Getting to Know Visual Prolog 10

Written by on June 6, 2021 in C++, Programming, Prolog with 0 Comments

Visual Prolog has its roots in Turbo Prolog, which was popularized by Borland in the mid 1980s. It is developed and supported by PDC A/S, Denmark.

So how is Visual Prolog different from other Prolog implementations out there, for example, SWI-Prolog or Sicstus Prolog?

Here are the key differences:

1) It is not an ISO Prolog 

2) It is strongly-typed and is object-oriented

3) It is a compiled environment, not interpreted

Visual Prolog is quite rich in functionality. We can quickly build Console mode or GUI-based applications, DLLs, and even Windows Service using the platform. Because of strong typing and compile-only strategy, the efficiency of generated code is likely to be superior compared to other interpreted environments. So, if you don’t need a “Standard” Prolog, then Visual Prolog has a lot to offer.

Although I purchased the Commercial Edition of Visual Prolog a few years ago, I never got around to using it. One reason is that it seems to have a steeper learning curve and there are not many video tutorials to explain the language and the environment. There are a couple of PDF books but they cover an older version (ver 7.x or earlier).

I upgraded to the latest version (ver 10) a couple of weeks ago and decided to spend some time understanding the language and the environment.

Instead of writing the canonical “Hello, world! program, I wanted to start by implementing a DLL that I can call from C/C++. I do this usually with other languages too, see for example this and this. The capability to use DLLs (in Windows environment) written in one language can come in handy if we want to exploit the language’s special features for implementing specific functionalities, even though the main application is written in another language say, Erlang, Go, etc. In that sense, since Prolog is a declarative language and is good at logical inferencing, we might consider using it to implement an application such as a Medical Diagnosis system that has an Expert System subcomponent.

Creating the DLL:

Getting back to our main topic, I decided to create a DLL in Visual Prolog. The DLL provides the following:

1) A function called “factorial” that takes an integer argument and returns the corresponding factorial of the argument.

2) A procedure called “lookup” that takes two arguments: an integer, which acts as a “key” for lookup and and an “out” parameter that corresponds to the looked up value.  In case the integer “key” is not present, it will assign “-999999” to the output argument.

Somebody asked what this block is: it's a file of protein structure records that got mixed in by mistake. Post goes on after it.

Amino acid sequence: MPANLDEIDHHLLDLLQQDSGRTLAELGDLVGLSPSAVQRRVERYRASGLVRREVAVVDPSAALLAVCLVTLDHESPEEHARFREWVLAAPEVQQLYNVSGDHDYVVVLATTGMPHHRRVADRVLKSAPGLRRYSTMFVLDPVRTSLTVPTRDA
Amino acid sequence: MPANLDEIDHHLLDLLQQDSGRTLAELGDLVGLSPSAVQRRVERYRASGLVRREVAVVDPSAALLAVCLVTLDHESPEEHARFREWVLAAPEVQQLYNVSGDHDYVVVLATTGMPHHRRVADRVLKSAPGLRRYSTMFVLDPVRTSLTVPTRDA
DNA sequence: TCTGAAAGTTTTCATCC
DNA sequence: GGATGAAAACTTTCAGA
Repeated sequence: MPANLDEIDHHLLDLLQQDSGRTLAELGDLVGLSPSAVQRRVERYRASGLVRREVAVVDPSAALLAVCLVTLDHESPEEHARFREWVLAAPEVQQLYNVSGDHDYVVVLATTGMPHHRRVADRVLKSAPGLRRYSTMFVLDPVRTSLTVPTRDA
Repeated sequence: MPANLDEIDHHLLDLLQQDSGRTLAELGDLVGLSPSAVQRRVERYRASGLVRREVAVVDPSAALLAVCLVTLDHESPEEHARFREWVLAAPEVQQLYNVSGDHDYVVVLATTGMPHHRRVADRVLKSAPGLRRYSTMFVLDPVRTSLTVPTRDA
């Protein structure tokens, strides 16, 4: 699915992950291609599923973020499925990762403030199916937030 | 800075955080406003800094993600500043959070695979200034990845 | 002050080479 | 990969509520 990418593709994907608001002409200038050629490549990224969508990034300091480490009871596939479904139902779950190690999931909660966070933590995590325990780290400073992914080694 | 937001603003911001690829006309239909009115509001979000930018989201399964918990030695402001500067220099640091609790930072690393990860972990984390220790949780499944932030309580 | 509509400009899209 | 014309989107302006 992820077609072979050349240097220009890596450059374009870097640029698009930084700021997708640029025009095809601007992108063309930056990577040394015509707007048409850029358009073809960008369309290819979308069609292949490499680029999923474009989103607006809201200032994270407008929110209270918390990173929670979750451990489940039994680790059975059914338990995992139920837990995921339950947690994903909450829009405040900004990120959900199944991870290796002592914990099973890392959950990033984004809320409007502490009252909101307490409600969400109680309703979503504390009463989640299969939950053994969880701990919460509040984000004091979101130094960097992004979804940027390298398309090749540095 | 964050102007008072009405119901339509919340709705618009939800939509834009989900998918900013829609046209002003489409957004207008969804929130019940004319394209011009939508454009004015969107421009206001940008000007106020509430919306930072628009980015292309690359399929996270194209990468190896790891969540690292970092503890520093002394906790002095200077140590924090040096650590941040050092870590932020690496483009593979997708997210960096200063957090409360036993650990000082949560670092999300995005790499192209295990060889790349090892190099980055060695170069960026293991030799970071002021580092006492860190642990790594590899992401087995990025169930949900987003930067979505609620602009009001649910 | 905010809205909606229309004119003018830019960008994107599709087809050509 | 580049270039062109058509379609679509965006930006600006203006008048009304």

As you can see, Visual Prolog supports functions and procedures too, in addition to the regular non-deterministic “Horn Clauses” . 

Since Visual Prolog is “object oriented”, functionality is implemented in classes, whose code is distributed in three files:

“Interface” file, which defines the interface/behaviour provided by the “objects” of a class

“Class” file, that declares the class-specific interface

“Implementation” file that implements the clauses, etc. declared in the above two files

In some cases, the “interface” is not required (if we are not going to create class instances), but the other two are must.

I created a “New Project” with the type as “DLL”:

Visual Prolog Project

Visual Prolog Project

When I click “Finish”, the IDE generates the necessary files in the selected directory.

Here are the two predicates that I export from the DLL (they are declared in the “class” file):

The Class File

The Class File

Here is the corresponding implementation:

The Implementation File

The Implementation File

When I create the DLL project, the IDE automatically generates the “main” module that takes care of creating and initializing the DLL. Here is the generated code:

DLL Initilization

DLL Initilization

The “Build” command (Control + Shift + B) causes the IDE to compile the project and emit the DLL as well as the LIB file. The DLL is saved in the “exe64” subdirectory and the LIB file in the “Lib64” directory inside the Project directory “DllTest”.

Using the DLL from a C++ Program:

I decided to load the DLL dynamically in my C++ program, so there was no need for the LIB file. I wrote a simple wrapper to interface with the Visual Prolog code:

The Wrapper Class

The Wrapper Class

Take a look at line 40. Since the Prolog “lookup” procedure retuns the result via “out” parameter, I need to pass the address of the “result” variable. Visual Prolog will store the looked up value in this address.

And here is the “main” function:

C++ Main Entry Point

C++ Main Entry Point

First, I have to create an instance of the “wrapper” class, initializing it with the correct path of the DLL to be used. The prolog calls are then routed through this object. Nothing fancy here.

I used Embarcadero’s RAD Studio ver 10.4.2 to build the C++ application (64-bits).

Here is the output from the program:

Program Output

Program Output

The program works as expected. When time permits, I intend to check out the other interesting features that Visual Prolog has to offer. 

You can download the Visual Prolog project here. The C++ source file is here.

Have a nice weekend!

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